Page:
A variant of Capgras syndrome with delusional conviction of inanimate doubles in a patient with grandmal epilepsy.Acta Neuropsychiatr 2006; 18(1):52-4AN
Capgras syndrome is the most common type of delusional misidentification syndromes. In this phenomenon, the patient believes the delusional conviction that a familiar person has been replaced by imposters. Capgras syndrome was thought to occur in psychotic and organic contexts. It has some rare variants. In one of these rare variants, the patient has the delusion of inanimate doubles. There are reports which regard the relationship between Capgras syndrome and epilepsy as a contributing factor. We present a case of grandmal epilepsy with psychotic features including delusion of inanimate doubles.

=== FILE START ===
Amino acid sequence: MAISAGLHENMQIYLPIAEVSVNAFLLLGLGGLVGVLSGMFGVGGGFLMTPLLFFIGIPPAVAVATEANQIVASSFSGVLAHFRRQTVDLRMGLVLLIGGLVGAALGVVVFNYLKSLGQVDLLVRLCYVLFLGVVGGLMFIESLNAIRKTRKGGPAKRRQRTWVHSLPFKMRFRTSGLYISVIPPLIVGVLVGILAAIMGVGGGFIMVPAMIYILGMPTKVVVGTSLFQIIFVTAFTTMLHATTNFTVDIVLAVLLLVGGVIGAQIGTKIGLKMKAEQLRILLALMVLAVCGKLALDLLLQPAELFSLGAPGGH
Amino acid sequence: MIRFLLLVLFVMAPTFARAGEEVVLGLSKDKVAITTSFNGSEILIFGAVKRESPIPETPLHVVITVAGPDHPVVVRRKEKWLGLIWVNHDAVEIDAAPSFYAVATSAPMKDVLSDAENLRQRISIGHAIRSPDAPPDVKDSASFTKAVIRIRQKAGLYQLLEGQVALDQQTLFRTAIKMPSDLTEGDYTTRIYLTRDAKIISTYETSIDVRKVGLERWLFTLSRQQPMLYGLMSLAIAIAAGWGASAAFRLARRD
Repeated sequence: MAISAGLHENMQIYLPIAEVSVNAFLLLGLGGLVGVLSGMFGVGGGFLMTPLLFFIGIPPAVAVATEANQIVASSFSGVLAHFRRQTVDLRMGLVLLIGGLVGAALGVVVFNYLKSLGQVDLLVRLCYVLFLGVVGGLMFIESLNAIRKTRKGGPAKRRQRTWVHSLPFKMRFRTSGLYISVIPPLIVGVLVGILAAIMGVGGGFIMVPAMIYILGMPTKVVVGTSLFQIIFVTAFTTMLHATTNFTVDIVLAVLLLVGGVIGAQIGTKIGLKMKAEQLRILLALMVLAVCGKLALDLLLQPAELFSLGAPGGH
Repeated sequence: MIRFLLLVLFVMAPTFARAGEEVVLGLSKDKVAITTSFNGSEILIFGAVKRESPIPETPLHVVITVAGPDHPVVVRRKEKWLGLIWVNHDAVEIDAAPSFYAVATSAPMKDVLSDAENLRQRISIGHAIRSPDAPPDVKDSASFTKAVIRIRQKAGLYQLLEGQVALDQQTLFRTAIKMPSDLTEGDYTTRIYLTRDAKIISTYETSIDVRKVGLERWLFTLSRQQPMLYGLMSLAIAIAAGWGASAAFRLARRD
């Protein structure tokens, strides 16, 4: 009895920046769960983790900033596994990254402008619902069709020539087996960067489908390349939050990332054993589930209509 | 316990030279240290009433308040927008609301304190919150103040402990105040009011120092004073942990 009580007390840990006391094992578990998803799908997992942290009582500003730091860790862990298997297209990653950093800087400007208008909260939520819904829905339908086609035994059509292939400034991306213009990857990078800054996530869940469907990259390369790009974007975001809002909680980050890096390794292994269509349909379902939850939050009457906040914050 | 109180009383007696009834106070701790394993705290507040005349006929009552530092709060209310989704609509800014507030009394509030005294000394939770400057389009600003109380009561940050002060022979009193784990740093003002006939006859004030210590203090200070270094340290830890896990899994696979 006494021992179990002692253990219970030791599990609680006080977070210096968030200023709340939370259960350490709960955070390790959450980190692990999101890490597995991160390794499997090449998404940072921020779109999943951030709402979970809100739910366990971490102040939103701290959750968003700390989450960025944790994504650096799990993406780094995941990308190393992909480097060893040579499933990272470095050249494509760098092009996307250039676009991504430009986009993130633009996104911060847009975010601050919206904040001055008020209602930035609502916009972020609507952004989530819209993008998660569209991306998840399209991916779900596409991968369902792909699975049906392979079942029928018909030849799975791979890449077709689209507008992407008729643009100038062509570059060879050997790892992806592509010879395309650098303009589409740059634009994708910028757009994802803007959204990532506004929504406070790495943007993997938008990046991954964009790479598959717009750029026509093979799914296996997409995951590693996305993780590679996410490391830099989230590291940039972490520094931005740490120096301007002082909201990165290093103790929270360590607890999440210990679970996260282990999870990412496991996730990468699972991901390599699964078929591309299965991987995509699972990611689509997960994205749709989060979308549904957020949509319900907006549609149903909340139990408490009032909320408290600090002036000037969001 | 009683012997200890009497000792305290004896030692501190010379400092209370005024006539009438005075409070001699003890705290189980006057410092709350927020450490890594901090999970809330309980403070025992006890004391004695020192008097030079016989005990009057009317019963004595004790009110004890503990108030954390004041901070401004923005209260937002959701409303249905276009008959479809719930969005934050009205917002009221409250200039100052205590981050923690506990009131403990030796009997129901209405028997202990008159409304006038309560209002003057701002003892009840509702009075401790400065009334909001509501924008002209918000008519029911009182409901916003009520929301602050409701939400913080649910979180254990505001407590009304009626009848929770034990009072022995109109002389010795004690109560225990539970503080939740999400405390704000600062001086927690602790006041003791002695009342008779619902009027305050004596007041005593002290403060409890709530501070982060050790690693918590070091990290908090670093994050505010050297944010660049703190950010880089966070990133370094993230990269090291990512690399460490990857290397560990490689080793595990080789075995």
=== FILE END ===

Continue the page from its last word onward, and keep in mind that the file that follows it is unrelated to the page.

A single case is reported.
A 55-year-old woman with long-time history of grandmal epilepsy developed psychosis 3 months prior to her psychiatric referral. She believed that her sons replaced her possessions and furniture continuously. There was no history of previous psychiatric illness, and also there was no evidence of any other organic disorder.
Previous reports showed Capgras phenomenon as a clinical presentation in epileptic patients. We show that the delusion of doubles of inanimate objects as a variant of Capgras syndrome could also be a clinical presentation in epileptic patients.